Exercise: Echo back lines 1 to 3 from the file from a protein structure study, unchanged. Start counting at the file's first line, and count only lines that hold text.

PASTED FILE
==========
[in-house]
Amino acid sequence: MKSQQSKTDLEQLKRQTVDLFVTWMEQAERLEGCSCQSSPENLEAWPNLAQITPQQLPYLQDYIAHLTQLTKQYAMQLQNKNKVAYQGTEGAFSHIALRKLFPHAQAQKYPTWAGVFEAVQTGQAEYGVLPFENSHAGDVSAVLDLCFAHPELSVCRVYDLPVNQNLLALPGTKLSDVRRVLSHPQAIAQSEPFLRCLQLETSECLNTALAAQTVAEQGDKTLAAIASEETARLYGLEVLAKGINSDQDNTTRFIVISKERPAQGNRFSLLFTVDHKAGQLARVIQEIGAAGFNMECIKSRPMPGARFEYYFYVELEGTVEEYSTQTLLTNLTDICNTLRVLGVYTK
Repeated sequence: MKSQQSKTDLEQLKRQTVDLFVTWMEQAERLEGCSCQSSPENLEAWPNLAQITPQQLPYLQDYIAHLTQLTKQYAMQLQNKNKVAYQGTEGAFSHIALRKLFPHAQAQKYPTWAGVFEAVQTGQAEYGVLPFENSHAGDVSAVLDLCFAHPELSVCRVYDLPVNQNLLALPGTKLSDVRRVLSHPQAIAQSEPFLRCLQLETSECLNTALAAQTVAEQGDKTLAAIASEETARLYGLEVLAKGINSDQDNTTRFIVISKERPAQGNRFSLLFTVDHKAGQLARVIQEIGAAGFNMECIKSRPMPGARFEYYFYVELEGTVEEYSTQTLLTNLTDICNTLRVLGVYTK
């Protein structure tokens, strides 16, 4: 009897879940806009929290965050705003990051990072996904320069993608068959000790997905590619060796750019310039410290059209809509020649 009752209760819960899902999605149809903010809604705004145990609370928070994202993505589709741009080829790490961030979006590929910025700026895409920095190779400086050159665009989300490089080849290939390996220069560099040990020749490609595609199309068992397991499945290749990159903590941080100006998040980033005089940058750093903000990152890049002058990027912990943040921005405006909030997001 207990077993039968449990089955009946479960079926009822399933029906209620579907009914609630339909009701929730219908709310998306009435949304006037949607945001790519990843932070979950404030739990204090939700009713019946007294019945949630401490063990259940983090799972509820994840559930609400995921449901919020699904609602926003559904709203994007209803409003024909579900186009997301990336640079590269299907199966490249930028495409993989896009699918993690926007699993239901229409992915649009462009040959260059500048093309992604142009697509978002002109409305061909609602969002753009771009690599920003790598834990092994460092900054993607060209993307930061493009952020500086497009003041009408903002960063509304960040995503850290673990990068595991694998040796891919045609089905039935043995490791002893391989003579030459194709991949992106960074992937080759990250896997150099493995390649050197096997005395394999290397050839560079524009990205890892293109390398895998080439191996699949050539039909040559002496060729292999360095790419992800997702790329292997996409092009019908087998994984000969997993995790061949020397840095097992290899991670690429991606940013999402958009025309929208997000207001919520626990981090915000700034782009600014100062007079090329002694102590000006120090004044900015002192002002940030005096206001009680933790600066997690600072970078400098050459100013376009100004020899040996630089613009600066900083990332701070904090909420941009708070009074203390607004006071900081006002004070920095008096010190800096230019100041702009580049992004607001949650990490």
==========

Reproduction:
[in-house]
Amino acid sequence: MKSQQSKTDLEQLKRQTVDLFVTWMEQAERLEGCSCQSSPENLEAWPNLAQITPQQLPYLQDYIAHLTQLTKQYAMQLQNKNKVAYQGTEGAFSHIALRKLFPHAQAQKYPTWAGVFEAVQTGQAEYGVLPFENSHAGDVSAVLDLCFAHPELSVCRVYDLPVNQNLLALPGTKLSDVRRVLSHPQAIAQSEPFLRCLQLETSECLNTALAAQTVAEQGDKTLAAIASEETARLYGLEVLAKGINSDQDNTTRFIVISKERPAQGNRFSLLFTVDHKAGQLARVIQEIGAAGFNMECIKSRPMPGARFEYYFYVELEGTVEEYSTQTLLTNLTDICNTLRVLGVYTK
Repeated sequence: MKSQQSKTDLEQLKRQTVDLFVTWMEQAERLEGCSCQSSPENLEAWPNLAQITPQQLPYLQDYIAHLTQLTKQYAMQLQNKNKVAYQGTEGAFSHIALRKLFPHAQAQKYPTWAGVFEAVQTGQAEYGVLPFENSHAGDVSAVLDLCFAHPELSVCRVYDLPVNQNLLALPGTKLSDVRRVLSHPQAIAQSEPFLRCLQLETSECLNTALAAQTVAEQGDKTLAAIASEETARLYGLEVLAKGINSDQDNTTRFIVISKERPAQGNRFSLLFTVDHKAGQLARVIQEIGAAGFNMECIKSRPMPGARFEYYFYVELEGTVEEYSTQTLLTNLTDICNTLRVLGVYTK